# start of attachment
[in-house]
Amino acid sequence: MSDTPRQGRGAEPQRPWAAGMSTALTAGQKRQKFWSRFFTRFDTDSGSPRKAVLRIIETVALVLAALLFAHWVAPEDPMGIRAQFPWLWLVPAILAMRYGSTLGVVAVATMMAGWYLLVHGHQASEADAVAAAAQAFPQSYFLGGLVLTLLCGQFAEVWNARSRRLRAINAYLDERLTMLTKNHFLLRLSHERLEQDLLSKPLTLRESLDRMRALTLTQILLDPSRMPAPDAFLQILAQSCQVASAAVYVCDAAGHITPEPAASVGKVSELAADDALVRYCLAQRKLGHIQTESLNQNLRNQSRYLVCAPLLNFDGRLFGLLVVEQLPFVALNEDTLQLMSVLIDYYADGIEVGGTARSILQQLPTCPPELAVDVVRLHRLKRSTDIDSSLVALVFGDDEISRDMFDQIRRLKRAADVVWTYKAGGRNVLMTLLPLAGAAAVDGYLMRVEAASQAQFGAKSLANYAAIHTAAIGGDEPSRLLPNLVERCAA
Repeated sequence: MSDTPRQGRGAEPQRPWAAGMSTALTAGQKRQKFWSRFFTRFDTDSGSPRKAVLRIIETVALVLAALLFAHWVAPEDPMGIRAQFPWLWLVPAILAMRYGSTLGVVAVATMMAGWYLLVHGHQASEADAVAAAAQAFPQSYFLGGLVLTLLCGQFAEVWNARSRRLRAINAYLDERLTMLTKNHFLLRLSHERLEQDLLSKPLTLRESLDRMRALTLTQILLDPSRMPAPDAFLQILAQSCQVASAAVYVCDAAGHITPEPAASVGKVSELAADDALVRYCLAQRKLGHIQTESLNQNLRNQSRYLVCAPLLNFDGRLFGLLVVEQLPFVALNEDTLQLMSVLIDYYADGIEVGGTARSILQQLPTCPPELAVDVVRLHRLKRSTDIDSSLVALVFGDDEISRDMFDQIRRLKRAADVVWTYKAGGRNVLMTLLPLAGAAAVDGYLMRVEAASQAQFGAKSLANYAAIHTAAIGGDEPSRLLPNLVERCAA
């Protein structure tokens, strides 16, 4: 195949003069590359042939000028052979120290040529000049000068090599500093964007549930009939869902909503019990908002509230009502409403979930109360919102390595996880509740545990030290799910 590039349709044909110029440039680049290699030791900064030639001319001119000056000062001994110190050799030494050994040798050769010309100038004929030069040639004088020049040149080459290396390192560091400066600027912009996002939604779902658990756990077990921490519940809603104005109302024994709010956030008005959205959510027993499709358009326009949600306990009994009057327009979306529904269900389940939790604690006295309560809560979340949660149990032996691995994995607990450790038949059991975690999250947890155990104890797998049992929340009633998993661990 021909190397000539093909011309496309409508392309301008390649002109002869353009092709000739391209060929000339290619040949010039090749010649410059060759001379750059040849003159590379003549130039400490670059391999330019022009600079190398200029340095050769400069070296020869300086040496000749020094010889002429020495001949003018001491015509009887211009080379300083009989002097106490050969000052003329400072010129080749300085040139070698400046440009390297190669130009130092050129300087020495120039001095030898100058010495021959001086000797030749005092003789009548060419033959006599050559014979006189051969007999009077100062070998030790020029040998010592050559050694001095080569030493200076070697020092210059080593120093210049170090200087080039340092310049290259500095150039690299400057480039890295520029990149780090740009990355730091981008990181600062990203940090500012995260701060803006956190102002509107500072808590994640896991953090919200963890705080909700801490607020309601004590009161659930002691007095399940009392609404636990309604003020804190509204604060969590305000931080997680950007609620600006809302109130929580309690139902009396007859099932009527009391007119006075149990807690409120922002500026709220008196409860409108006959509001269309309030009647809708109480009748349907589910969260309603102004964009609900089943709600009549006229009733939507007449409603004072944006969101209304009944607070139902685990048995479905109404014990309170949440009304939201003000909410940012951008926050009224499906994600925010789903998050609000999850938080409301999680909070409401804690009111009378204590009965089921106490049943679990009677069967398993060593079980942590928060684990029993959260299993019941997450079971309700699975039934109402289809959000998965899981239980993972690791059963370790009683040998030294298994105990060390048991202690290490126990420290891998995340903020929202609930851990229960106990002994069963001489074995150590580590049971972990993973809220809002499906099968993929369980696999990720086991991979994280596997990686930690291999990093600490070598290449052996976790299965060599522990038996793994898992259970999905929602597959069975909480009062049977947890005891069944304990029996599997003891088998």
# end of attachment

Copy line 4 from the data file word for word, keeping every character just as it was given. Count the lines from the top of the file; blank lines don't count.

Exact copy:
């Protein structure tokens, strides 16, 4: 195949003069590359042939000028052979120290040529000049000068090599500093964007549930009939869902909503019990908002509230009502409403979930109360919102390595996880509740545990030290799910 590039349709044909110029440039680049290699030791900064030639001319001119000056000062001994110190050799030494050994040798050769010309100038004929030069040639004088020049040149080459290396390192560091400066600027912009996002939604779902658990756990077990921490519940809603104005109302024994709010956030008005959205959510027993499709358009326009949600306990009994009057327009979306529904269900389940939790604690006295309560809560979340949660149990032996691995994995607990450790038949059991975690999250947890155990104890797998049992929340009633998993661990 021909190397000539093909011309496309409508392309301008390649002109002869353009092709000739391209060929000339290619040949010039090749010649410059060759001379750059040849003159590379003549130039400490670059391999330019022009600079190398200029340095050769400069070296020869300086040496000749020094010889002429020495001949003018001491015509009887211009080379300083009989002097106490050969000052003329400072010129080749300085040139070698400046440009390297190669130009130092050129300087020495120039001095030898100058010495021959001086000797030749005092003789009548060419033959006599050559014979006189051969007999009077100062070998030790020029040998010592050559050694001095080569030493200076070697020092210059080593120093210049170090200087080039340092310049290259500095150039690299400057480039890295520029990149780090740009990355730091981008990181600062990203940090500012995260701060803006956190102002509107500072808590994640896991953090919200963890705080909700801490607020309601004590009161659930002691007095399940009392609404636990309604003020804190509204604060969590305000931080997680950007609620600006809302109130929580309690139902009396007859099932009527009391007119006075149990807690409120922002500026709220008196409860409108006959509001269309309030009647809708109480009748349907589910969260309603102004964009609900089943709600009549006229009733939507007449409603004072944006969101209304009944607070139902685990048995479905109404014990309170949440009304939201003000909410940012951008926050009224499906994600925010789903998050609000999850938080409301999680909070409401804690009111009378204590009965089921106490049943679990009677069967398993060593079980942590928060684990029993959260299993019941997450079971309700699975039934109402289809959000998965899981239980993972690791059963370790009683040998030294298994105990060390048991202690290490126990420290891998995340903020929202609930851990229960106990002994069963001489074995150590580590049971972990993973809220809002499906099968993929369980696999990720086991991979994280596997990686930690291999990093600490070598290449052996976790299965060599522990038996793994898992259970999905929602597959069975909480009062049977947890005891069944304990029996599997003891088998």